A Tennessee company that has fought ongoing national efforts to eliminate some large, surprise medical bills will soon become the employer of ER doctors in Washington County’s two small hospitals.
In March, Envision Physician Services will take over the staffing of the emergency departments at Calais Regional Hospital and Down East Community Hospital in Machias. It will replace a much smaller Maine-based company, BlueWater Health, that has provided the ER doctors to those hospitals in recent years.
Both hospitals said that the new contract with Envision will save them hundreds of thousands of dollars a year. Cutting costs is a particular priority for Calais Regional Hospital, which recently declared Chapter 11 bankruptcy after losing money every year since 2011. The leaders of both hospitals have also been unable to negotiate new contracts with the unions representing their nurses.
For now, Envision said that it plans to maintain a similar level of staffing as BlueWater has at those hospitals. Like BlueWater, it will keep at least one doctor in each of the emergency departments at all hours, seven days a week. BlueWater has also provided a second worker, usually a physician assistant or nurse practitioner, to staff the ERs at night. Envision spokeswoman Aliese Polk said the company will provide additional staff if needed.
Both hospitals paid roughly $2.5 million to BlueWater for its services in 2017, according to their most recently available tax filings. DeeDee Travis, vice president of community relations at Calais Regional Hospital, said the hospital will save about $900,000 a year by switching to Envision. Julie Hixson, marketing director at Down East Community Hospital, estimated that the Machias hospital would save several hundred thousand dollars with the switch.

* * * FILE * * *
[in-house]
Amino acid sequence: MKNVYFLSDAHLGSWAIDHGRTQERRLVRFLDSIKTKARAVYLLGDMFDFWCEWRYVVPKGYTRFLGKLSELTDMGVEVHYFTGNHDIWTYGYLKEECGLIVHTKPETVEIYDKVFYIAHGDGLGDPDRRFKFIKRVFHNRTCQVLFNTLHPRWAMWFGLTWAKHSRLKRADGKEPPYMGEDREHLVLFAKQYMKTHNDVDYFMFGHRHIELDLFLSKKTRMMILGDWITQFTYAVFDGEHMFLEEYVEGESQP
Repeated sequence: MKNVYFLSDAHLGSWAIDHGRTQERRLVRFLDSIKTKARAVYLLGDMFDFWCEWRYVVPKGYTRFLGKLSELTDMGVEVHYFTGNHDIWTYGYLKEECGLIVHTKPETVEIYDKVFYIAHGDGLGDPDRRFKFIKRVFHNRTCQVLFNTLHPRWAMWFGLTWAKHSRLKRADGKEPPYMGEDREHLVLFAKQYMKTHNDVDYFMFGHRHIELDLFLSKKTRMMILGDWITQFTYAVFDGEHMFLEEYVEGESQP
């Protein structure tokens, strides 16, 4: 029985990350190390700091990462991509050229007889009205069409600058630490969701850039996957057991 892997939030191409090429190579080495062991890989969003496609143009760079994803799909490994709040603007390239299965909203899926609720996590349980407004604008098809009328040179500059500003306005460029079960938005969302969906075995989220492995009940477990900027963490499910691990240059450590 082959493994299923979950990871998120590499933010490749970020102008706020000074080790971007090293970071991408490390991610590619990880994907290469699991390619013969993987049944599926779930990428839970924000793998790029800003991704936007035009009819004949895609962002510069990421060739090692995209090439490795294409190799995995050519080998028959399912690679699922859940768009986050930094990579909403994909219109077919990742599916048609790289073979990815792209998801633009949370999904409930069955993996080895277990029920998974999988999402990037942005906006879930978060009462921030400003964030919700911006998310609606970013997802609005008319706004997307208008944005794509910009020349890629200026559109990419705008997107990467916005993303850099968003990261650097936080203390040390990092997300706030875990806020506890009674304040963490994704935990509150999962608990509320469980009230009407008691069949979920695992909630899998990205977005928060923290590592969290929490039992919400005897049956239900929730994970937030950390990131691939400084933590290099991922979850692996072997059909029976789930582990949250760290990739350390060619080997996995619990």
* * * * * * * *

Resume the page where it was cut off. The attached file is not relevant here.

Travis and Hixson both said that their hospitals have had a good relationship with BlueWater but that Envision will be able to offer strong care while reducing costs. Each hospital is entering a three-year contract with the company.
“It really came down to finding a better fit for the financial viability of the hospital, while maintaining the high bar we set for quality of care,” Calais Regional Hospital CEO Rod Boula said in a written statement.
The change will not significantly affect BlueWater, a small but growing company that provides physician staffing in Maine, Vermont and Massachusetts, according to Jay Mullen, an emergency medicine doctor who serves as its CEO. But Mullen did question whether a large national company will be able to recruit and retain physicians as well as his operation can in a rural place such as Washington County. He said that few of BlueWater’s providers are considering working for Envision when it takes over.
“It can be incredibly difficult to recruit and retain high-quality emergency physicians and advance practice providers in remote places like this,” Mullen said. “Large contract management groups like Envision have access to physicians that they’ll fly in from Texas or Ohio, but that’s not usually in the best interest of the community or hospital for that to be a long-term solution.”
Polk, the Envision spokesperson, said that the company “is dedicated to serving patients in rural America and recognizes that the clinicians who live and work in the area understand the unique needs of the community. We want to provide care alongside them and have offered employment to all the clinicians currently working at the hospitals.”